Making Pooled Funding Work for People in Crisis

Published: 5 May 2009

International humanitarian aid provides relief to tens of millions of people each year: in 2007 to more than 43 million people through UN humanitarian appeals alone. However, it is also often too little, too late, and unpredictable, or inappropriate to the needs of communities, including specific groups such as women and girls. The UN-led reforms since 2005 to improve humanitarian aid have begun – but only begun – to make a difference to this variable performance.

Oxfam International published its analysis of the successes and challenges facing humanitarian action in a major report, The Right to Survive, in April 2009. This note now considers one specific recent reform: the development of ‘pooled funds’. This reform has coincided with increased competition for humanitarian resources – at the same time as the need for humanitarian aid is growing.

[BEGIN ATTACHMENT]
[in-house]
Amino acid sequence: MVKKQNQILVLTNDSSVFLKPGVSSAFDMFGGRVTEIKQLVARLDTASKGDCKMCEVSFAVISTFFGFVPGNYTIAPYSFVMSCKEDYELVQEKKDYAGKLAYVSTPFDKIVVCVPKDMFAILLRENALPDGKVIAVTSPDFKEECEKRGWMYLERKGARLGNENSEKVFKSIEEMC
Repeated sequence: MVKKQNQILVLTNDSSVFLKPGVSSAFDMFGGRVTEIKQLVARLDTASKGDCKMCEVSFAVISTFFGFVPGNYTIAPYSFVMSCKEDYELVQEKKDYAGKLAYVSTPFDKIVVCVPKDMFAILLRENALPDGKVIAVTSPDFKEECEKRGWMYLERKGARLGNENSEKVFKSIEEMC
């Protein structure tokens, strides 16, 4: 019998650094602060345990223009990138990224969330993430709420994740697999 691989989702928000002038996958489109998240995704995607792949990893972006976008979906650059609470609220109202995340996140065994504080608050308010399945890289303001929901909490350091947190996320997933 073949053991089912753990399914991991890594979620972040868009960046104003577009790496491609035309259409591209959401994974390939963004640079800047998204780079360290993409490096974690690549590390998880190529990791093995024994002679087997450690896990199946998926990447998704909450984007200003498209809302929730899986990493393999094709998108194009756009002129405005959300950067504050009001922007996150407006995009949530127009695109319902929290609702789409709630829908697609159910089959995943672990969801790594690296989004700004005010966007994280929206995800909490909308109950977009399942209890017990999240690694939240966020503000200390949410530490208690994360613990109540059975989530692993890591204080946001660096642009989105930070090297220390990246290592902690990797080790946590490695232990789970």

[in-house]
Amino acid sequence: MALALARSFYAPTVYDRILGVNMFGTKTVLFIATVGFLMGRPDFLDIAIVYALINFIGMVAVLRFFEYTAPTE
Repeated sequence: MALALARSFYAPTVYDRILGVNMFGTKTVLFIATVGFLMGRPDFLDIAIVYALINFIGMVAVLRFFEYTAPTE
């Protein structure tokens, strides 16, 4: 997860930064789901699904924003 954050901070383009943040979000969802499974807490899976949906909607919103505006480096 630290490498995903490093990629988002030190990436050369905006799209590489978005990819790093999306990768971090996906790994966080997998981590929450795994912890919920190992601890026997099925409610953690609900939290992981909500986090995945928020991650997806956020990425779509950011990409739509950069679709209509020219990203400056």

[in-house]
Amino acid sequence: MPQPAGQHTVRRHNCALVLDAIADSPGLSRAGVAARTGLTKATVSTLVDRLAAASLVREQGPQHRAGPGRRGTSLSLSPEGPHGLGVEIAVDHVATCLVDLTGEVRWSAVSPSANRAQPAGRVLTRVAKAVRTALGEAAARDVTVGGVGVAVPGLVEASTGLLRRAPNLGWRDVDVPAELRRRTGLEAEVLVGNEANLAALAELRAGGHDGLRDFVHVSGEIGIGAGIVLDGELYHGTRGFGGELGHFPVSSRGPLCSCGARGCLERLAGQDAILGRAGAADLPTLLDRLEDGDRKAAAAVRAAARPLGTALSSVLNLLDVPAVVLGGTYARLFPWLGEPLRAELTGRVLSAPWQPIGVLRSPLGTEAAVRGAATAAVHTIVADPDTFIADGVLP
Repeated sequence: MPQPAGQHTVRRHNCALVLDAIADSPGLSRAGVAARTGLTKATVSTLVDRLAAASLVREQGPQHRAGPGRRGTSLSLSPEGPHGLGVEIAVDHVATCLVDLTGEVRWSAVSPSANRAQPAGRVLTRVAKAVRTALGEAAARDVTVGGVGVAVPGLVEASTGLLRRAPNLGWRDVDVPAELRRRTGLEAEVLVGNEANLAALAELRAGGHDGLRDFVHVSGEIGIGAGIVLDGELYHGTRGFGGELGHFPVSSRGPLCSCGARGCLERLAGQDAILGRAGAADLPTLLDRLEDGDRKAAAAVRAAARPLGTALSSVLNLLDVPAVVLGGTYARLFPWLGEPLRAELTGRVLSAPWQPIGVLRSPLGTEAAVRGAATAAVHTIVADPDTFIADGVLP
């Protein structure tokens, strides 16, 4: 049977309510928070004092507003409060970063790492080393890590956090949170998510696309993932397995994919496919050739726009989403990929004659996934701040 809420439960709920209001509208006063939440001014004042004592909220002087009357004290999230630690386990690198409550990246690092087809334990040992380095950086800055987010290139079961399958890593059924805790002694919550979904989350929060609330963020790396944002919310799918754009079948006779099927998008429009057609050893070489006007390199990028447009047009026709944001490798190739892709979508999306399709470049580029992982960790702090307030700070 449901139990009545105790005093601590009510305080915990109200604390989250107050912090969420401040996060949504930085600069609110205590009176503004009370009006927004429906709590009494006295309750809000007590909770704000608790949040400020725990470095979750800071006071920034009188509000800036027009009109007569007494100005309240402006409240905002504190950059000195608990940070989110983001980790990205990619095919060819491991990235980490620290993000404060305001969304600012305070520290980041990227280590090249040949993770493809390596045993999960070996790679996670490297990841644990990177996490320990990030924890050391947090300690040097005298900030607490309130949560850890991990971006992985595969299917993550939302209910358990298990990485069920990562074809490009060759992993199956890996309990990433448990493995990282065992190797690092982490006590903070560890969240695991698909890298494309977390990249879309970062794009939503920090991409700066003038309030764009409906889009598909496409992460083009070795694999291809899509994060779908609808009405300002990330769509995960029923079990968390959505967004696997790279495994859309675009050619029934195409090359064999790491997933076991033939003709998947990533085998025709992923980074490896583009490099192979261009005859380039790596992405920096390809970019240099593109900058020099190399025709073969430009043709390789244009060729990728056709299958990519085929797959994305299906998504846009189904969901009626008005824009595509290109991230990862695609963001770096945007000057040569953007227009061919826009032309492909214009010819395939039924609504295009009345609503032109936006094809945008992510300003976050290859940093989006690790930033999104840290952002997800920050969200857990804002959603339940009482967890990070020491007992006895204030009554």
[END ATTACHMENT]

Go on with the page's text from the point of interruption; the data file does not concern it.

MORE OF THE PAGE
Based on Oxfam’s experience, this note considers the successes and failures of these funds to date and makes suggestions for their continued improvement. Recognizing that pooled funds are here to stay, Oxfam argues for constructive engagement with them to ensure that they are fit for purpose, and proposes that donors not only hold the UN pooled funds to account for their performance, but also ensure diverse humanitarian funding in order to enable an effective humanitarian response and to reduce transaction costs.

Some of our topline recommendations:

  • Improvement in pooled-fund management structure and contractual relationships.
  • Improvement in the needs assessment and allocation processes for all pooled funds.
  • Better engagement of national and local governments in the allocation, coordination, monitoring, and evaluation of pooled funds when politically appropriate.
  • Ensuring that donor governments maintain some bilateral funding directly to humanitarian agencies for specialized, flexible, rapid or longer-term strategic response.
  • Strengthening of accountability, through allowing greater participation and oversight by local actors.